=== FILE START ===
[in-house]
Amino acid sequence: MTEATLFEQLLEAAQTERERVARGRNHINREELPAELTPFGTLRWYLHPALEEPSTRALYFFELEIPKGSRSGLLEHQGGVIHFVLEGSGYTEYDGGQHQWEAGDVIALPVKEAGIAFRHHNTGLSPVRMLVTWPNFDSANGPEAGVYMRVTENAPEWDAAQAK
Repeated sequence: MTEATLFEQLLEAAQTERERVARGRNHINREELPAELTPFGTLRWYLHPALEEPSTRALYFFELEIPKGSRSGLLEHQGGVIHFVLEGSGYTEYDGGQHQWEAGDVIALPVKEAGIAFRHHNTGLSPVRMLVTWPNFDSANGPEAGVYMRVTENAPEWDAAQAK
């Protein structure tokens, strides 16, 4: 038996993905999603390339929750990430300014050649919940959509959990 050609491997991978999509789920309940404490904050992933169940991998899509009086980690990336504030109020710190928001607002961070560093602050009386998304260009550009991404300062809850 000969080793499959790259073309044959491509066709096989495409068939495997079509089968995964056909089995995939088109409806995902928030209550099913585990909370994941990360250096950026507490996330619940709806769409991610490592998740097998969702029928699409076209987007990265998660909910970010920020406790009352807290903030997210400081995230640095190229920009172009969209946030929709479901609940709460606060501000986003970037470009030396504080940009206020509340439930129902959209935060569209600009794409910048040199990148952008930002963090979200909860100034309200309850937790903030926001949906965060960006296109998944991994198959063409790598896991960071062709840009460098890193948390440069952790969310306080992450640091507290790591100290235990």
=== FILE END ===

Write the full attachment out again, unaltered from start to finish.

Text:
[in-house]
Amino acid sequence: MTEATLFEQLLEAAQTERERVARGRNHINREELPAELTPFGTLRWYLHPALEEPSTRALYFFELEIPKGSRSGLLEHQGGVIHFVLEGSGYTEYDGGQHQWEAGDVIALPVKEAGIAFRHHNTGLSPVRMLVTWPNFDSANGPEAGVYMRVTENAPEWDAAQAK
Repeated sequence: MTEATLFEQLLEAAQTERERVARGRNHINREELPAELTPFGTLRWYLHPALEEPSTRALYFFELEIPKGSRSGLLEHQGGVIHFVLEGSGYTEYDGGQHQWEAGDVIALPVKEAGIAFRHHNTGLSPVRMLVTWPNFDSANGPEAGVYMRVTENAPEWDAAQAK
């Protein structure tokens, strides 16, 4: 038996993905999603390339929750990430300014050649919940959509959990 050609491997991978999509789920309940404490904050992933169940991998899509009086980690990336504030109020710190928001607002961070560093602050009386998304260009550009991404300062809850 000969080793499959790259073309044959491509066709096989495409068939495997079509089968995964056909089995995939088109409806995902928030209550099913585990909370994941990360250096950026507490996330619940709806769409991610490592998740097998969702029928699409076209987007990265998660909910970010920020406790009352807290903030997210400081995230640095190229920009172009969209946030929709479901609940709460606060501000986003970037470009030396504080940009206020509340439930129902959209935060569209600009794409910048040199990148952008930002963090979200909860100034309200309850937790903030926001949906965060960006296109998944991994198959063409790598896991960071062709840009460098890193948390440069952790969310306080992450640091507290790591100290235990």